CHILDREN OF THE CORN (1984)
Article 4405 by Dave Sindelar
Directed by Fritz Kiersch
Featuring Peter Horton, Linda Hamilton, R.G. Armstrong
What it is: Killer kiddie horror
A young couple finds themselves stranded in a Nebraska town inhabited only by children who have killed all the adults in the town… and plan to sacrifice any new ones that show up.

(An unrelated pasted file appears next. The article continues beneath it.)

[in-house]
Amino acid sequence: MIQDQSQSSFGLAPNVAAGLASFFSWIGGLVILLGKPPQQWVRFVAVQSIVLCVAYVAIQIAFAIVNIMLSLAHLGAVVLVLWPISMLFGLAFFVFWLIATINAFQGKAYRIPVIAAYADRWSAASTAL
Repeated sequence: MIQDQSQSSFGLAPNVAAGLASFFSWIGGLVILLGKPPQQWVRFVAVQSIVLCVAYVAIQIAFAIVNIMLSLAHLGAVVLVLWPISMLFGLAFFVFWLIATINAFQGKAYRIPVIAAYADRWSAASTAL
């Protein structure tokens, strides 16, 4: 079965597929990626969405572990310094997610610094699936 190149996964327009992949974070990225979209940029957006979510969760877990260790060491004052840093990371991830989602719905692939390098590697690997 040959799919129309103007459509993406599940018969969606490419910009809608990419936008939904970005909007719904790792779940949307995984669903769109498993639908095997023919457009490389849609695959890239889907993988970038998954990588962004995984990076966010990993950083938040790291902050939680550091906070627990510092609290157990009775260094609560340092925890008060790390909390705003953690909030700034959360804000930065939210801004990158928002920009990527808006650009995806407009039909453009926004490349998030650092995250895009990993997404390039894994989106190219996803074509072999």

I remember that when this first came out, the critical reaction was that this was the weakest movie based on a Stephen King work to date. I’m pretty sure that worse ones have been made since, but I do agree that it’s the weakest one I’ve seen so far. It’s not that the movie doesn’t try; with a musical score that seems to be in perpetual “This is really scary” mode and the endless close-ups of the edged weapons being carried by the murderous teens, it’s obvious that the movie is trying to put you on edge. But the script is poorly though out, and it ends up having an “everything but the kitchen sink” quality about it, with, on top of the killer kids, a burrowing monster-demon in the cornfield, human sacrifice, possession, killer plants… I get the sense it’s just trying everything and seeing what sticks. I know I stopped taking it seriously once I heard the line “He was already dead when he stumbled across the highway.” It must have worked well enough for audiences in that it did result in a slew of sequels, though I can’t help but notice it took them eight years to get around to making the first one. I personally think the movie would have worked better if it had used the innate claustrophobic quality of a cornfield to increase the tension (with the use of silence and ambient sounds instead of the musical score); as it is, I found this one pretty disappointing.